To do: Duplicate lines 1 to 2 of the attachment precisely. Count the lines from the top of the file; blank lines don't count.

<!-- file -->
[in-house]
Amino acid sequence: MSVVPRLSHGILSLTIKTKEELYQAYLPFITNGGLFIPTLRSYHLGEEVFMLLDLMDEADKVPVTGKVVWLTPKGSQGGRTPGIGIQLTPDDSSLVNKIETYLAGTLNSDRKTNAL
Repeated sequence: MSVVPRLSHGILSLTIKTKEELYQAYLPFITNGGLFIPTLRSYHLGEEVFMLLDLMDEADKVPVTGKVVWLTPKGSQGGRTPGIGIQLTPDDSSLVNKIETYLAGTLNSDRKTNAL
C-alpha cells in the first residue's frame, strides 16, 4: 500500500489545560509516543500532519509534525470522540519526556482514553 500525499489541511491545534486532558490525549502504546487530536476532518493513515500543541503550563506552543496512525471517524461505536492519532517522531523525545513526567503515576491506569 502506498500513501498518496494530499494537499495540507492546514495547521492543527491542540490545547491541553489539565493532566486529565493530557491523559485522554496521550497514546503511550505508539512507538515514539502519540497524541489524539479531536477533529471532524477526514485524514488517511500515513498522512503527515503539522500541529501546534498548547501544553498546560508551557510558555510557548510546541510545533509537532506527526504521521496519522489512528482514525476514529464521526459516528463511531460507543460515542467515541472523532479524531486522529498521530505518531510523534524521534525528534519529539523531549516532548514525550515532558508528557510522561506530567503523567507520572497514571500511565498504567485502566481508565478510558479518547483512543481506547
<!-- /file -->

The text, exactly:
[in-house]
Amino acid sequence: MSVVPRLSHGILSLTIKTKEELYQAYLPFITNGGLFIPTLRSYHLGEEVFMLLDLMDEADKVPVTGKVVWLTPKGSQGGRTPGIGIQLTPDDSSLVNKIETYLAGTLNSDRKTNAL